"Judgement" is an alternative spelling of "judgment", more commonly used in Britain than in the United States.

Also see bias, brainstorming, interesting, and sentiment.

 

 

jukebox - In digital imaging, a stand-alone device that can hold several optical disks or magnetic tapes at a time, making it possible to switch among them at will.

 

 

 

jump cut - A cinematic technique used to disrupt narrative flow by arbitrarily omitting chunks from the middle of long continuous shots to dislocate any sense of progressive action.

Also see time and tracking shot.

 

 

justified type - In typography, words spaced so that the lines align both on the left and on the right.

 

 

juvenilia - Works produced in an artist's youth.

Examples:

Pablo Picasso (Spanish, 1881-1973), El Picador, 1889-90, painting.

 

 

 

 

see thumbnail to rightPablo Picasso, First Communion, 1895-6, oil on canvas, 166 x 118 cm, Museu Picasso, Barcelona. Picasso completed this painting when he was fifteen years old.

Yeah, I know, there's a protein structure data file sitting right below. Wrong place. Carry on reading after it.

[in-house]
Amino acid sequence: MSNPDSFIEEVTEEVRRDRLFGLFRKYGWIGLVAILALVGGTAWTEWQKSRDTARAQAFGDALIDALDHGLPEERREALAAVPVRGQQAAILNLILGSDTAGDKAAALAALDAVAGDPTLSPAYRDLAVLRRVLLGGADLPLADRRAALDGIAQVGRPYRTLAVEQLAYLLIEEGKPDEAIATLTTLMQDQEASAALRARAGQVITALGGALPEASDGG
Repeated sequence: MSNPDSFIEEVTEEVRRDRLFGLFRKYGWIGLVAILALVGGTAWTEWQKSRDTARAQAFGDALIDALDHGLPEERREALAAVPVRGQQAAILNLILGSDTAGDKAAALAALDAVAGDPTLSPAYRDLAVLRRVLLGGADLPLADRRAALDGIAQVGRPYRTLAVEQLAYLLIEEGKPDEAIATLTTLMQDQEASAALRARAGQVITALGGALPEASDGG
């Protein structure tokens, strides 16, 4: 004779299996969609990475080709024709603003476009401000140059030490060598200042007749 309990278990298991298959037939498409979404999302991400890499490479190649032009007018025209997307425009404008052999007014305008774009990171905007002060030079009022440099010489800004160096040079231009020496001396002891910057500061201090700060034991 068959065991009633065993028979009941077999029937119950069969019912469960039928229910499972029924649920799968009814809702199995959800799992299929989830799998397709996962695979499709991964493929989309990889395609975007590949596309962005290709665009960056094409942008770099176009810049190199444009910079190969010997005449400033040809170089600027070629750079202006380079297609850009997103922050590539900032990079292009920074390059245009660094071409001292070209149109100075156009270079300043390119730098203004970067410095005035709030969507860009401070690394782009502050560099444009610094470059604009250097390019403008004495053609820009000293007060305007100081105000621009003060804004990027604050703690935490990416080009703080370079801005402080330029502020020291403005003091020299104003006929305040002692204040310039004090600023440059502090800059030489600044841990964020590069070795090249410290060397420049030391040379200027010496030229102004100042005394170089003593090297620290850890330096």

Also see children's art and emerging artist.

 

 

juxtaposition, juxtapose - The state or position of being placed close together or side by side, so as to permit comparison or contrast.

Examples:

 

 

see thumbnail to leftRobert Minor (American, 1884-1952), Pittsburgh, 1916, lithographic crayon and India ink, published in The Masses, no. 8, August 1916. Robert Minor produced this drawing as an editorial cartoon, commenting on a 1916 steel workers' strike. He emphasized the thrust of the soldier's bayonet by drawing its direction as the counterpoint to that of the worker's body. The grace of this juxtaposition results in our feeling all the more shock at the sight of the pointed blade. Minor drew inspiration for this approach from such European masters as Francisco Goya and Honoré Daumier, coming to produce such spare, forceful drawings as this. See movement, Realism, Romanticism, and social realism.

 

 

 

see thumbnail to rightA contemporary photograph juxtaposing two levels of technological sophistication: a rustic privy and a satellite dish.

 

See absurd, align and alignment, analysis, arrangement, butt, coherence and incoherence, concatenation, counterpoint, description, emphasis, focal point, fold, frisson, gestalt, harmony, ikebana, incongruity, irony, music, order, rhythm, and sequence.